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Interest-Group Conservatism
Posted by: Dale Franks on Thursday, May 05, 2005

For years, Republicans have been claiming that they are the party of smaller and less intrusive Federal government. The Democracts, they claimed, were just too tied to interest groups, and had to pay them off with all sorts of Federal pelf. But, as Jacob Weisberg writes in Slate, the Republicans seem to have plenty of public-money-sucking special interests of their own.
When Democrats held power, liberal officials became beholden to the party's biggest financial and political backers. These included unions (in particular public employees and teachers unions); women's, civil rights, and gay lobbies; senior citizens; welfare advocates; the entertainment industry; and trial lawyers. One hallmark of Democratic governing became the disproportionate focus on policies that mattered far more to these groups than to the country as a whole—job protections for teachers and government workers, expanding affirmative action and abortion rights, opposition to malpractice reform, the continuous growth of benefits for the elderly, and so on.

Today the dominant conservative interests form a rival constellation: corporations, especially in the energy and military contracting sectors, evangelical Christians, wealthy investors, gun owners, and the conservative media. In the daily business of Washington, the old pattern remains in place, only with the substitution of these new supplicants and their new benefactors in the GOP. As in the old days, lobbyists work the halls of Congress and the regulatory agencies, functioning like carpenter ants to build a federal government ever bigger in size and more intrusive in scope...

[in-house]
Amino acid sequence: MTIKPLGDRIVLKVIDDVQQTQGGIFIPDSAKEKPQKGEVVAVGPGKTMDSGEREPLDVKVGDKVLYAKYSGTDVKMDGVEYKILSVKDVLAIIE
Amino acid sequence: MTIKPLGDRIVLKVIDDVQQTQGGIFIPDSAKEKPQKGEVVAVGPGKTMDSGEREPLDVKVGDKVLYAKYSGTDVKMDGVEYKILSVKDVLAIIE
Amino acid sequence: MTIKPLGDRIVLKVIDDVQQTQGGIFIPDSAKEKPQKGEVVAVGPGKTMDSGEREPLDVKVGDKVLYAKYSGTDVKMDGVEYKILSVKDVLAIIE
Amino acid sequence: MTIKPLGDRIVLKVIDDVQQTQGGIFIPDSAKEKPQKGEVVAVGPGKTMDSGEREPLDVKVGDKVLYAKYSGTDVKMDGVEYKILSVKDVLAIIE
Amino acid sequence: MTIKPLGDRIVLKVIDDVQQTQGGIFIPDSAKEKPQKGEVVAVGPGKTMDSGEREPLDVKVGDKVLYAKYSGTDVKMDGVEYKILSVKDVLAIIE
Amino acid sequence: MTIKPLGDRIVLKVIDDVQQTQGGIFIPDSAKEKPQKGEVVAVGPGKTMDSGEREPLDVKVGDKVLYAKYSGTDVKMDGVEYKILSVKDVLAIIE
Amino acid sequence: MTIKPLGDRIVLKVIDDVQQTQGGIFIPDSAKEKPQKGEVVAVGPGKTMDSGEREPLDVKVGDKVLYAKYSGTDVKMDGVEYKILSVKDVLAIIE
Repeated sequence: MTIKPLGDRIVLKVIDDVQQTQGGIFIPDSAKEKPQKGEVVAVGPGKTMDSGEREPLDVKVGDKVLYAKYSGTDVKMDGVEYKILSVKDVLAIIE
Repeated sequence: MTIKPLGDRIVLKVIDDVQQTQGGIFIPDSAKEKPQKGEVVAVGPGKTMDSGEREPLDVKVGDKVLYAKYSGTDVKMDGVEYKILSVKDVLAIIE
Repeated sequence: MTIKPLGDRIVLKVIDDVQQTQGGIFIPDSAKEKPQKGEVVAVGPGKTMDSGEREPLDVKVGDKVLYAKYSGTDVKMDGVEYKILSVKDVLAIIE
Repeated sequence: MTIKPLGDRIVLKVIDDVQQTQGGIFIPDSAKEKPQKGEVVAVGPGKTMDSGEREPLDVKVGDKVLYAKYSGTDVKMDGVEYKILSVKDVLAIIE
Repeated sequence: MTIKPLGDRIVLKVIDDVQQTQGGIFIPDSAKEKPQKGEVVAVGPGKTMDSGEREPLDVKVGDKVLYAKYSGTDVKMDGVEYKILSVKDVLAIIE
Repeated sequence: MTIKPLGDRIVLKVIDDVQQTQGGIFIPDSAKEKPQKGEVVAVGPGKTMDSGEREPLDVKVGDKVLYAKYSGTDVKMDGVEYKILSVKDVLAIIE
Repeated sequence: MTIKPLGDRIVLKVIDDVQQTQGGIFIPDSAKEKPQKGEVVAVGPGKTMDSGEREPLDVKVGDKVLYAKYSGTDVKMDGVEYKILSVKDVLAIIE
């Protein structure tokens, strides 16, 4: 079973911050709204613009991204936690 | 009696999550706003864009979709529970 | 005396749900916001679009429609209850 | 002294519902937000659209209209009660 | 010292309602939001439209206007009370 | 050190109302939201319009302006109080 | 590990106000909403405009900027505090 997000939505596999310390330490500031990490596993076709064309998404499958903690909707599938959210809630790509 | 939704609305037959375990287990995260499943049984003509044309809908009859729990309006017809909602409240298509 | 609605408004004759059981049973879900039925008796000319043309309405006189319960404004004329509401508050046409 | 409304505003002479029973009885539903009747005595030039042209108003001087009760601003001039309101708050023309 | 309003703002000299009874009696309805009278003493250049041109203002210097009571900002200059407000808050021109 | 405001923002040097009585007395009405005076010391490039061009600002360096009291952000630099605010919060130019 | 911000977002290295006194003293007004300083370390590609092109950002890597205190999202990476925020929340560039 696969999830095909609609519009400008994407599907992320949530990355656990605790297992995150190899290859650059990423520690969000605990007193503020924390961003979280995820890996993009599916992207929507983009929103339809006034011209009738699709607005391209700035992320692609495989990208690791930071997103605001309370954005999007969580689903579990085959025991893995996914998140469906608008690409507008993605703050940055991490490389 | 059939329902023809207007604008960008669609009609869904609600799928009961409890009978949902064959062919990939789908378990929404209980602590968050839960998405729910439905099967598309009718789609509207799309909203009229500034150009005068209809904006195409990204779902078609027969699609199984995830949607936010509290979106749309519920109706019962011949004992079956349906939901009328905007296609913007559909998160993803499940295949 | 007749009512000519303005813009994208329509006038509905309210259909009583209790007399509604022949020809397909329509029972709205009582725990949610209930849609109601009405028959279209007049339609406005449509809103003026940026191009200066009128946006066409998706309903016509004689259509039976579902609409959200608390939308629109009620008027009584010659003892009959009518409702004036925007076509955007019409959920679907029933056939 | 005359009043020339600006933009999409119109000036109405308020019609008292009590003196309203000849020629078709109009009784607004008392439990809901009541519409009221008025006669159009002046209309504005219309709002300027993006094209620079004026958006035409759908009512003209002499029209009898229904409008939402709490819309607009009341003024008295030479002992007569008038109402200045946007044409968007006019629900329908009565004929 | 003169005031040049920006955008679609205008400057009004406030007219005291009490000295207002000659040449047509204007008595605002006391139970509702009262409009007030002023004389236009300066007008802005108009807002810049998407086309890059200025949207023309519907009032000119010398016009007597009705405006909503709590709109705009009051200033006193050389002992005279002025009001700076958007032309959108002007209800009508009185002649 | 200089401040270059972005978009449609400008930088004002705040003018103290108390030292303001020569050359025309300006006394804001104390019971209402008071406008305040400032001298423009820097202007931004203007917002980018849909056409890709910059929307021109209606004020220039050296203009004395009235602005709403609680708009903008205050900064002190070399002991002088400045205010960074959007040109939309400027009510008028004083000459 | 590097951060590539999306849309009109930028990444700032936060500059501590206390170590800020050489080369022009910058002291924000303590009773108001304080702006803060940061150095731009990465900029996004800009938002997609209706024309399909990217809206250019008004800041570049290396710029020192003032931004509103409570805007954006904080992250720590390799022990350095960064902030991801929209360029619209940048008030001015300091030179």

The problem with special-interest conservatives is not that such agenda items violate their greater principles on any given point, any more than the policies promoted by Democratic interests violate liberal principles. Rather, it's that the entire enterprise of running Washington as a special-interest spoils system breeds a bloated, ineffective government—which does very much go against conservative principle. Ten years ago, conservatives defined themselves in large measure by their belief in less government. Many still view themselves that way, but the self-conception no longer has anything to do with reality. A recent Cato Institute study points out that for the 101 biggest programs that the Contract With America Republicans proposed to eliminate as unnecessary in 1995, spending has now risen 27 percent under a continuously Republican Congress.
What happened to all that "smaller government" stuff? During the 1990s, the size of government actually shrank in relation to the economy as a whole.

You know, I'm looking back on the Clinton Era more fondly all the time. Maybe the best combination is a center-left president and a center-right Congress, at least as far as domestic spending goes. That way, they will agree on nothing, and nothing much will get done.

Of course, nothing got done on terrorism in the 1990s either, so, clearly, there are drawbacks...
 
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You appear to be making the assumption that the Republican party is all of a peice.

 
Written By: Bithead
URL: http://bitheads.blogspot.com